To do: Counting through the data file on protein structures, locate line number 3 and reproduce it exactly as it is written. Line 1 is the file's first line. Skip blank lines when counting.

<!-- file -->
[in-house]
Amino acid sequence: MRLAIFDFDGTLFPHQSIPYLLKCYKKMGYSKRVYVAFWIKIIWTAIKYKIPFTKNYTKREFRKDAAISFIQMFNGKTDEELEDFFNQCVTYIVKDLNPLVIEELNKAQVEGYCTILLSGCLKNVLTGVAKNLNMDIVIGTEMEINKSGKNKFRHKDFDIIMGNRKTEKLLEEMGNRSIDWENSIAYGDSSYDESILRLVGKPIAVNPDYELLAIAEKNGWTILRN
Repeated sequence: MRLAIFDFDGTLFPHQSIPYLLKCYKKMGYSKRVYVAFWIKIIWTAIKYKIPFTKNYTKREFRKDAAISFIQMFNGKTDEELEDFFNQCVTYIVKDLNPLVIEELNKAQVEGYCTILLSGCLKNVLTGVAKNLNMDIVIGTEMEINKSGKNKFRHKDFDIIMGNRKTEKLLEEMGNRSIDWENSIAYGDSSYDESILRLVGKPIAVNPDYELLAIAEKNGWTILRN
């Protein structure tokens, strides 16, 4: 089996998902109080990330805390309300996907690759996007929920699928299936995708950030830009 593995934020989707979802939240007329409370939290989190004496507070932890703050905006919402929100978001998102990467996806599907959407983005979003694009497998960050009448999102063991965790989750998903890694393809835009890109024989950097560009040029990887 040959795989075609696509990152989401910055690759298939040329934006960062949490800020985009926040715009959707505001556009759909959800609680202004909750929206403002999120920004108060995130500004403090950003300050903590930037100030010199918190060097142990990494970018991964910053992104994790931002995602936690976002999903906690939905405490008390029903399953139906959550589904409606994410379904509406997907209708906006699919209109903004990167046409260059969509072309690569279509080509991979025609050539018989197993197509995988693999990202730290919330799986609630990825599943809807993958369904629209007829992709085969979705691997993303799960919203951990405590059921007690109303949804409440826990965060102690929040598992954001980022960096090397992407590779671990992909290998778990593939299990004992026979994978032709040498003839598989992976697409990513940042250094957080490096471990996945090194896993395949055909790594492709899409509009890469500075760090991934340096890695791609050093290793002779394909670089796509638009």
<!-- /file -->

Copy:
Repeated sequence: MRLAIFDFDGTLFPHQSIPYLLKCYKKMGYSKRVYVAFWIKIIWTAIKYKIPFTKNYTKREFRKDAAISFIQMFNGKTDEELEDFFNQCVTYIVKDLNPLVIEELNKAQVEGYCTILLSGCLKNVLTGVAKNLNMDIVIGTEMEINKSGKNKFRHKDFDIIMGNRKTEKLLEEMGNRSIDWENSIAYGDSSYDESILRLVGKPIAVNPDYELLAIAEKNGWTILRN